K.Sara Myers, Ovid's Causes: Cosmogony and Aetiology in the Metamorphoses (1994)

S.Wheeler,  A Discourse of Wonders: Audience and Performance in Ovid's Metamorphoses (1999)

Elaine Fantham, Ovid's Metamorphoses (2004).

Patricia J. Johnson, Ovid Before Exile. Art and Punishment in the Metamorphoses (2008)

Micaela Janan,  Reflections in a Serpent’s Eye: Thebes and Rome in Ovid’s Metamorphoses (2009)

Barbara Pavlock, The Image of the Poet in Ovid's Metamorphoses (2009)

Andrew Feldherr, Playing Gods: Ovid's Metamorphoses and the Politics of Fiction (2010)

Exile poetry

Williams, G., Banished Voices. Readings in Ovid’s Exile Poetry (1994)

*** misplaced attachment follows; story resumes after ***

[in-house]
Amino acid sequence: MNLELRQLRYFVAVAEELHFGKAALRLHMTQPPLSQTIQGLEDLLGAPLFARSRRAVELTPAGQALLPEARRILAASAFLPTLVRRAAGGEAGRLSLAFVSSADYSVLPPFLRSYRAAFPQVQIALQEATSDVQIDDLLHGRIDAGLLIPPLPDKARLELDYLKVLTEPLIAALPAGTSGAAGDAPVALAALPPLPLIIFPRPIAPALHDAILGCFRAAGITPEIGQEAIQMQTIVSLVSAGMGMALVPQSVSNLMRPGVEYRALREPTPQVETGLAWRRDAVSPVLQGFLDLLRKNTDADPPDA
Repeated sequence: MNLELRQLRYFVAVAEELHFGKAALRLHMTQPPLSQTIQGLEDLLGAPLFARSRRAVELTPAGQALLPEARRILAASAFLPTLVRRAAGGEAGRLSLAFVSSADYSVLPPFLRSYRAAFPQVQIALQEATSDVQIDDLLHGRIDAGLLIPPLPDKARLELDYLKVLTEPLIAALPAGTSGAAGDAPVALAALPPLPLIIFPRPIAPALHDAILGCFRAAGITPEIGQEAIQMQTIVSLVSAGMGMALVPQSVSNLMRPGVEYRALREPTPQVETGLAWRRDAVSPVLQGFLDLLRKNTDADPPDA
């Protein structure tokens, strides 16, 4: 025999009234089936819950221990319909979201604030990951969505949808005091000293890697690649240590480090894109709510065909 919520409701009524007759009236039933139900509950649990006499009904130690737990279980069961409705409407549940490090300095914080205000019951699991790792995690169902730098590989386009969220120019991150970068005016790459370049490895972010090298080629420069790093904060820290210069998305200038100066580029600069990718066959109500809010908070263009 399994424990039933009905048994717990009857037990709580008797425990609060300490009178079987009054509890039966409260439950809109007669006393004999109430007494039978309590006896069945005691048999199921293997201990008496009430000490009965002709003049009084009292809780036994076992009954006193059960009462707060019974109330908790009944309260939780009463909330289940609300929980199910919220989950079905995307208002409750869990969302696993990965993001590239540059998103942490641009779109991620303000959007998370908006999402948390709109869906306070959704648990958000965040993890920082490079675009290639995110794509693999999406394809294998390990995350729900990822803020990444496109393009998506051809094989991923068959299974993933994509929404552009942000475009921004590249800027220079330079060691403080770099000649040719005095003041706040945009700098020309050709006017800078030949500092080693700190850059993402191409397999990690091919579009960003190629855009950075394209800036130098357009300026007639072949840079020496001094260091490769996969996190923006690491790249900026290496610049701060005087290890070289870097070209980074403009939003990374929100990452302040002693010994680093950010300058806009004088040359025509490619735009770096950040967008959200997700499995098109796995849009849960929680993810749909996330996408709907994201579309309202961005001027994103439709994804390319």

Claassen, J-M. Ovid Revisited: The Poet in Exile (2008)


European Augustan Network and e-journal Dictynna; trending areas

J-P.Schwindt, ed. (2005) La représentation du temps dans la poésie augustéenne / Zur Poetik der Zeit in augusteischer Dichtung. [time]

P.Hardie, ed. (2009), Paradox and the Marvellous in Augustan Literature and Culture

M.Labate and G.Rosati, eds. (2013), La costruzione del mito augusteo.

J. Farrell and D.P. Nelis, eds. (2013), Augustan Poetry and the Roman Republic.

P.Hardie, ed. (2016), Augustan Poetry and the Irrational

M.Gale and A.Chahoud, eds., The Augustan Space (2017)